Headphone News: January 28, 2013
Dre still tops the headphone charts.
NPD reports on headphones here and here have spurred news outlets to report on the wildly growing segment, and the news is both good and bad. The good news is that the U.S. sales of headphones that cost $100 or more increase by a whopping 73% year-over-year in 2012. In fact, 43% of all headphone purchases is in this category, and those buying them have an average of 2.3 over-$100 cans at home. So yeah, headphones are well established in the popular consciousness now.
The bad news? Beats continues to radically dominate the premium headphone market with a 64% share! Two of every three headphones sold over $100 has the big red "b" on it. Un-friggen-believable! If it was done on the back of an honest focus on good sound, I wouldn't mind a bit...but it's not. I thought the Beats CEO Luke Woods quote from this Times article telling:
But the company's greatest innovation may have been its success at making headphones as much fashion accessories as they are listening devices. "If you're wearing a pair of Beats, it says, 'Music's really important in my life,' says Wood. "I've seen people wearing them at parties with hundreds of people, and they've got their Beats around their neck. It's no different than somebody wearing a Run DMC T-shirt and Adidas shoes, or the guy who always wears a Metallica T-shirt."
So do the math: Beats pulls in more than $200 million dollars and considers it "no different than someone wearing a Run DMC t-shirt." I'm sorry, but I feel headphones should first and foremost do honor to the art of music and faithfully reproduce what the artist and engineers wanted you to hear. Two hundred million bucks is plenty squeeze out a real acoustics development effort and to truly deliver on a brand promise of better sound.
"People aren't hearing all the music." Ha! Indeed.
Sony builds its first portable headphone amp.
21 years ago as HeadRoom's founder, I built the first commercially available portable headphone amplifier. At the time, my justification was that Sony would never put really good headphone amplifiers in their portable audio products because 95% of people really wouldn't care.
Sony recently announced its first portable headphone amplifier product, the PHA-1. With the exception of a rather high output impedance, Sony seems to have thought this product out very well, and have included iDevice digital compatibility, gain switch, up to 24/96 USB digital bit-rates, and a very nice strap system for attaching your portable player.
What makes this product introduction newsworthy to me though is I see it as a tacit admission that portable players from major makers will never have really good headphone amplifiers in them. And that means that aftermarket portable headphone amplifiers will always have a role to play in high-performance personal audio systems.
All we need now is universal USB digital audio hosting capability from smartphones---which seems to be coming along nicely---and we'll be off to the races. Seems to me this move by Sony will encourage the process.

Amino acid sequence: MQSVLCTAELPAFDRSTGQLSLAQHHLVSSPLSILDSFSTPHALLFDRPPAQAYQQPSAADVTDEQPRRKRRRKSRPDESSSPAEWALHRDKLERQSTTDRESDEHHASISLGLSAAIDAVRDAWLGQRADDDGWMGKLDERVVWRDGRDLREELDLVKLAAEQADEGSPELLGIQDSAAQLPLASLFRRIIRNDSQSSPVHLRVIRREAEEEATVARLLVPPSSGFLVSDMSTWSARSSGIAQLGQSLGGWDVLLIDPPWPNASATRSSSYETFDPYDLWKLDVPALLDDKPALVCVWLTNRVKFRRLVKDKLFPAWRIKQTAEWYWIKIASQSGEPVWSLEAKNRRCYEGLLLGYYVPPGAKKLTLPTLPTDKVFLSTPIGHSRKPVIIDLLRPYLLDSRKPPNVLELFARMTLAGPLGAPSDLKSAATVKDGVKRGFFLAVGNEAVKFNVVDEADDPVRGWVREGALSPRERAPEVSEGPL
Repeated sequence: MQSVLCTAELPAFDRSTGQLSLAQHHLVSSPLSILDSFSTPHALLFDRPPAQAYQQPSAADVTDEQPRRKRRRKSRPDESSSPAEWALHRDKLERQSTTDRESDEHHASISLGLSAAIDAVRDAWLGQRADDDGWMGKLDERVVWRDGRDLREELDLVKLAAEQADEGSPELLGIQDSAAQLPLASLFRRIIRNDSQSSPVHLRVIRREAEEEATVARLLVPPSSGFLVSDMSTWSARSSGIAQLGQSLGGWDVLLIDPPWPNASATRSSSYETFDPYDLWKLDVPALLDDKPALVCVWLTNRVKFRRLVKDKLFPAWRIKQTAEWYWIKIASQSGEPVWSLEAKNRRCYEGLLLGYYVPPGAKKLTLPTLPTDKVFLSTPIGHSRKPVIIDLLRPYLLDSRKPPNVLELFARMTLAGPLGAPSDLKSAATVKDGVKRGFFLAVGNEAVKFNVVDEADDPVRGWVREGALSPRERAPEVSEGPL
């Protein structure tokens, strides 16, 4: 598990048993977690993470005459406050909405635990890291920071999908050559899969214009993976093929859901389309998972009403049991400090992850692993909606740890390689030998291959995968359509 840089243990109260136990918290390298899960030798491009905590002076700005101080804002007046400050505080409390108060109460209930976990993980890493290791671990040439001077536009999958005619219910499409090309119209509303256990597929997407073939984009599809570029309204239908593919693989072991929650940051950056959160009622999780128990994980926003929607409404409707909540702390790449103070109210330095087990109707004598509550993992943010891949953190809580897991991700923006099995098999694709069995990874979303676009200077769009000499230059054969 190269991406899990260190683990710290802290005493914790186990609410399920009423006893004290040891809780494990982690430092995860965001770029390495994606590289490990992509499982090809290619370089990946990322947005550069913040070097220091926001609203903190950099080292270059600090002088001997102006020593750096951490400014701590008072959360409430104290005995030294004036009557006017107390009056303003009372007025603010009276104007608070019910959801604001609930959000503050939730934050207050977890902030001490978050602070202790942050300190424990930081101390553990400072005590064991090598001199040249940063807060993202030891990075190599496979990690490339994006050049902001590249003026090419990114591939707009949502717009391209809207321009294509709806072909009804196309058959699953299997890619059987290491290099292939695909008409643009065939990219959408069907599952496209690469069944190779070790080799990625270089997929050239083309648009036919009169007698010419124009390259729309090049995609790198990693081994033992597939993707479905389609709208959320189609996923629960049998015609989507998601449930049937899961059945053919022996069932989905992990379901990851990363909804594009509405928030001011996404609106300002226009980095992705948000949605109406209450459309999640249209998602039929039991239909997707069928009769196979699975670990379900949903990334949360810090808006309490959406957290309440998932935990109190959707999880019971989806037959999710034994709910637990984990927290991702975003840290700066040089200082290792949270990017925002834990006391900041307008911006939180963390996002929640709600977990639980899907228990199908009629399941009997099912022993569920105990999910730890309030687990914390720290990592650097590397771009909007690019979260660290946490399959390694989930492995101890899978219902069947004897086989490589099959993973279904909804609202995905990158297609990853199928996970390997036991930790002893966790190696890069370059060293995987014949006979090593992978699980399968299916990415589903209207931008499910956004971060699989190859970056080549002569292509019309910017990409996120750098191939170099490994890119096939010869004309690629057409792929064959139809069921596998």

New CEO for HeadRoom
Yes, another one. Ivy Burford has recently been replace by Jamey Warren as HeadRoom's new CEO. Ivy was a very good choice for CEO after Travis Waller left. Ivy knows HeadRoom and its business very well. She's whip crackin' smart, has very good people skills, and never shied away from a tough job. But she also knew she was missing one very important ingredient for being a HeadRoom CEO: She's not an audio geek, and she knew it would be a fatal mistake for HeadRoom's leader to lack that characteristic. She decided it was in HeadRoom's best interest to find a CEO with that characteristic.
I don't know the ins-and-outs of how the choice was made, but I can tell you that it makes perfect sense to me to see Jamey tapped for the position. Jamey had spent years at HeadRoom in both sales and product development areas, but he's also an audio geek and music lover to the core. I think he's got a great shot at doing some interesting things for HeadRoom.
I have no more official ties to HeadRoom other than measuring headphones for them, but I do get over there once or twice a month and maintain a friendly relationship with the folks. So, I've got a peripheral understanding of some of the challenges facing the company, and some idea of the directions they're thinking about exploring. My take? First, boy am I glad I don't have to climb entrepreneurial mountains anymore! And second, boy that's a good group of folks and I miss working with them sometimes. I think they've got interesting times ahead, and the beginnings of a solid vision for HeadRoom.
No sour grapes from me, I love my job at InnerFidelity, and I think HeadRoom is in good hands. The future will be challenging and difficult for both of us...same as it ever was.
For back story: Travis Waller's thread thanking me; HeadRoom's blog post introducing Ivy as CEO; Jamey's post on the HeadRoom blog announcing him as CEO; and a nice bit of insight into Jamey with his Reddit "Ask Me Anything" thread, and CEO announcement thread at Head-Fi.
Numark Redphone ($69.95)
I wish I had more experience knowing what DJs really want. It does seem to me that DJ headphones often don't adress their needs particularly well. Numark appears to be shaking things up a bit with an unusual approach with their new Redphone...or so I thought. Evidently DJs have been making "lollipop headphones" for quite a while now. Here's a thread on how to make one, and here's someone that custom makes them. At any rate, you can find more about the Numark Redphone here.
Hit by Train Wearing Headphones
I'm going to do this feature regularly, because it happens WAY TOO OFTEN! Please be careful wearing headphones while out and about, it's very easy to get inattentional blindness and do something dangerous unintentionally.